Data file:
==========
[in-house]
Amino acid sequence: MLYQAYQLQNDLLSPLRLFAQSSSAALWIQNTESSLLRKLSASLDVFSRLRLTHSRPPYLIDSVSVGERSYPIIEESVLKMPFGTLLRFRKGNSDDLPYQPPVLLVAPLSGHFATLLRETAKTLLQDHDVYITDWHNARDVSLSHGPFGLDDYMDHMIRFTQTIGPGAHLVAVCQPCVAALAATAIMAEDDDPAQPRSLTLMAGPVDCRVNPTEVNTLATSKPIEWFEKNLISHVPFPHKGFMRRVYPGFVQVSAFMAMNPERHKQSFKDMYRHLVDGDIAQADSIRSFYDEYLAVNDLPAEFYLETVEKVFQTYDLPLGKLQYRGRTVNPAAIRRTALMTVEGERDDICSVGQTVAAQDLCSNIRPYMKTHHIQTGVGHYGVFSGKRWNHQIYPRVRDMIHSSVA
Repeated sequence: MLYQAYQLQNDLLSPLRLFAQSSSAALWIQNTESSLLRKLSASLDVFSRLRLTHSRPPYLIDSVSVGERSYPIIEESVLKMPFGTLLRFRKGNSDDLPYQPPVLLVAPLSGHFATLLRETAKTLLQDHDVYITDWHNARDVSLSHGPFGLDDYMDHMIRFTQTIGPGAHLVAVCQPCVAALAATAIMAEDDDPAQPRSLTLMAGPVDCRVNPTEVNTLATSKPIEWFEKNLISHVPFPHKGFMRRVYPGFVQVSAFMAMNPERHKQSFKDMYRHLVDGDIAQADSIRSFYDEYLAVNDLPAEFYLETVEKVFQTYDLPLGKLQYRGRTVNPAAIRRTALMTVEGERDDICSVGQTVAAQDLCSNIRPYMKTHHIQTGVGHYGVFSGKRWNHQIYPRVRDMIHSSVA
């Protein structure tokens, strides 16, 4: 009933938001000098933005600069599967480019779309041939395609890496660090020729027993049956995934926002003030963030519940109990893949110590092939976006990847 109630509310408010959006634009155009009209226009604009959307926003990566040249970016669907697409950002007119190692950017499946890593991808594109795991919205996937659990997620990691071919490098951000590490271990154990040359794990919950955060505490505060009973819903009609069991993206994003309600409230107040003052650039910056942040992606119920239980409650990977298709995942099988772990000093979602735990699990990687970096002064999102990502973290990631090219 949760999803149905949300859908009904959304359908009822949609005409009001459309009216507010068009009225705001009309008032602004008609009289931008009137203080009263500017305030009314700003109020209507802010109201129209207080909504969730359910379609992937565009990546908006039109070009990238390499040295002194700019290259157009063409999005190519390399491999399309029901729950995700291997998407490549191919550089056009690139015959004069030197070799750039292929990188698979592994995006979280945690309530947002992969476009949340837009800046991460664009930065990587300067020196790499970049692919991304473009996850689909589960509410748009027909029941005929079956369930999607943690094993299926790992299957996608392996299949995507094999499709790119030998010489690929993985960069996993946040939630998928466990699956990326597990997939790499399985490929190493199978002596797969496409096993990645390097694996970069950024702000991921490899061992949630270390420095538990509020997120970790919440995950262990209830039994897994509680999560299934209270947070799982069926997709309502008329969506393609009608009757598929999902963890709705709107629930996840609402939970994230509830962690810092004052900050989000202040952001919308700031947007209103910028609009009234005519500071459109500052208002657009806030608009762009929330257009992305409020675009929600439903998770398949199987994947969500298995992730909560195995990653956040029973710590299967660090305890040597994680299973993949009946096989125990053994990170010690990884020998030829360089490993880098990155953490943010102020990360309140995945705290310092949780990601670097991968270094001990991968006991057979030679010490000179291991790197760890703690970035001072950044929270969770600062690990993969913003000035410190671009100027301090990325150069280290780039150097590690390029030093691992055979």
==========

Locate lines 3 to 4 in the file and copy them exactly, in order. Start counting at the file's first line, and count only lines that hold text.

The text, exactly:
Repeated sequence: MLYQAYQLQNDLLSPLRLFAQSSSAALWIQNTESSLLRKLSASLDVFSRLRLTHSRPPYLIDSVSVGERSYPIIEESVLKMPFGTLLRFRKGNSDDLPYQPPVLLVAPLSGHFATLLRETAKTLLQDHDVYITDWHNARDVSLSHGPFGLDDYMDHMIRFTQTIGPGAHLVAVCQPCVAALAATAIMAEDDDPAQPRSLTLMAGPVDCRVNPTEVNTLATSKPIEWFEKNLISHVPFPHKGFMRRVYPGFVQVSAFMAMNPERHKQSFKDMYRHLVDGDIAQADSIRSFYDEYLAVNDLPAEFYLETVEKVFQTYDLPLGKLQYRGRTVNPAAIRRTALMTVEGERDDICSVGQTVAAQDLCSNIRPYMKTHHIQTGVGHYGVFSGKRWNHQIYPRVRDMIHSSVA
């Protein structure tokens, strides 16, 4: 009933938001000098933005600069599967480019779309041939395609890496660090020729027993049956995934926002003030963030519940109990893949110590092939976006990847 109630509310408010959006634009155009009209226009604009959307926003990566040249970016669907697409950002007119190692950017499946890593991808594109795991919205996937659990997620990691071919490098951000590490271990154990040359794990919950955060505490505060009973819903009609069991993206994003309600409230107040003052650039910056942040992606119920239980409650990977298709995942099988772990000093979602735990699990990687970096002064999102990502973290990631090219 949760999803149905949300859908009904959304359908009822949609005409009001459309009216507010068009009225705001009309008032602004008609009289931008009137203080009263500017305030009314700003109020209507802010109201129209207080909504969730359910379609992937565009990546908006039109070009990238390499040295002194700019290259157009063409999005190519390399491999399309029901729950995700291997998407490549191919550089056009690139015959004069030197070799750039292929990188698979592994995006979280945690309530947002992969476009949340837009800046991460664009930065990587300067020196790499970049692919991304473009996850689909589960509410748009027909029941005929079956369930999607943690094993299926790992299957996608392996299949995507094999499709790119030998010489690929993985960069996993946040939630998928466990699956990326597990997939790499399985490929190493199978002596797969496409096993990645390097694996970069950024702000991921490899061992949630270390420095538990509020997120970790919440995950262990209830039994897994509680999560299934209270947070799982069926997709309502008329969506393609009608009757598929999902963890709705709107629930996840609402939970994230509830962690810092004052900050989000202040952001919308700031947007209103910028609009009234005519500071459109500052208002657009806030608009762009929330257009992305409020675009929600439903998770398949199987994947969500298995992730909560195995990653956040029973710590299967660090305890040597994680299973993949009946096989125990053994990170010690990884020998030829360089490993880098990155953490943010102020990360309140995945705290310092949780990601670097991968270094001990991968006991057979030679010490000179291991790197760890703690970035001072950044929270969770600062690990993969913003000035410190671009100027301090990325150069280290780039150097590690390029030093691992055979």